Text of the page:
Eötvös • Stravinsky
Eötvös: Violin Concerto No. 3; Stravinsky: The Rite of Spring
Isabelle Faust (violin); Orchestre de Paris/Pablo Heras-Casado
Harmonia Mundi HMM 902655 54:61 mins
This pairing of a new concerto and an old-but-evergreen ballet score makes perfect imaginative sense: the opening note of Stravinsky’s bassoon solo (a silky beauty in this performance) emerges perfectly out of the silence into which the last of Isabelle Faust’s final phrase dies away. It would be good to experience the segue in concert – an audience would have patience for under an hour’s more or less continuous running time – and to see as well as hear Faust in action, for she’s one of the most compelling violinists of our time.
In fact Eötvös’s Third Concerto for violin and orchestra could be half the length in its impressionistic wandering, which he describes as ‘not a rondo…more like a stroll through the mysterious building of the Alhambra’ – Heras-Casado is the director of the Granada Festival, and he, Faust and the architecture inspired the work. It’s not all wispy-ethereal; there’s walking pace as well as reverie, magical writing for not only the soloist but also clarinets, celesta and a mandolin which sometimes sounds like the cimbalom of Eötvös’s native Hungary. But the dreamwork seems to be done by the mid-way point.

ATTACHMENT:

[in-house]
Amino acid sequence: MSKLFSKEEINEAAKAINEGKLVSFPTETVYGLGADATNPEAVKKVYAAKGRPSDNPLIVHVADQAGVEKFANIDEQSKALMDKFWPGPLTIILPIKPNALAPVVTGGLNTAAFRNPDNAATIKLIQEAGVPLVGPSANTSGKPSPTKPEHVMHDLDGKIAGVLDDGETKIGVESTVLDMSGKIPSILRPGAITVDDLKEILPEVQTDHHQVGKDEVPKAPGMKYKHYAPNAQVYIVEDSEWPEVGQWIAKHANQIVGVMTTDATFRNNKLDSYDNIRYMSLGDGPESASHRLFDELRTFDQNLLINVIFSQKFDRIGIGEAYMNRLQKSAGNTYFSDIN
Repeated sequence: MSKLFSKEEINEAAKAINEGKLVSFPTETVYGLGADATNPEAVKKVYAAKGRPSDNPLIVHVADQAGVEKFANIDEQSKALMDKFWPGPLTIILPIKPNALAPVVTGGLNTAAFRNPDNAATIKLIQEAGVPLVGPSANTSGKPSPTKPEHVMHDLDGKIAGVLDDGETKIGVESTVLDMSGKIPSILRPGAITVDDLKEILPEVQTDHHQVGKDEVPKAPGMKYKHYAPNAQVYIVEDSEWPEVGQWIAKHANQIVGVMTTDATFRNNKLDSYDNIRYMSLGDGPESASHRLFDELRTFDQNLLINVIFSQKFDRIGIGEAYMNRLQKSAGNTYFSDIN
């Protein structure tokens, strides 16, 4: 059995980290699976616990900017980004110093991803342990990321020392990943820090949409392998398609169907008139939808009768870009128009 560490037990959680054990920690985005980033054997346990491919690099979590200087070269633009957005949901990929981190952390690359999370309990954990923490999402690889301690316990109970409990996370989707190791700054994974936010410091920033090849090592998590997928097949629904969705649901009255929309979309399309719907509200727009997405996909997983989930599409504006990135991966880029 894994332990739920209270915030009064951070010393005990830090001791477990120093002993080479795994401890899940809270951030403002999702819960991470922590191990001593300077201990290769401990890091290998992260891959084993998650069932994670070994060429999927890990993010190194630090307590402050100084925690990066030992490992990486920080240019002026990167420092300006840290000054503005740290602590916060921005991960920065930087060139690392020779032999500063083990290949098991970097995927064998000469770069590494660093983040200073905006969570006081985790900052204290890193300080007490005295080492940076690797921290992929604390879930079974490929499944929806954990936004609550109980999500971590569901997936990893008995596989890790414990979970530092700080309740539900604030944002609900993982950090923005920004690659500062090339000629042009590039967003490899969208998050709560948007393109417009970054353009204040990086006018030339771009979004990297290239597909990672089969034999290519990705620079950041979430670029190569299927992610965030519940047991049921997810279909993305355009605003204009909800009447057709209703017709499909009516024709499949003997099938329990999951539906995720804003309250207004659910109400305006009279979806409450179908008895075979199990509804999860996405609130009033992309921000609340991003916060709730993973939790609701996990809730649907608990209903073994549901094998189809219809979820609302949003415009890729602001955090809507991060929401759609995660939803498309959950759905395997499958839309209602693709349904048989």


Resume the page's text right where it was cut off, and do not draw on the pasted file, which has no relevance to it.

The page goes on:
As if in the shadow of these refined textures, Heres-Casado’s interpretation of The Rite is more sensual and clearly-etched than shatteringly powerful, despite the force of the bass in a recording which judiciously spotlights woodwind, coming through even the thicker ensembles. You always learn from each new recording of this always startling masterpiece, but you need to be thrilled as well; here the heart remained cool.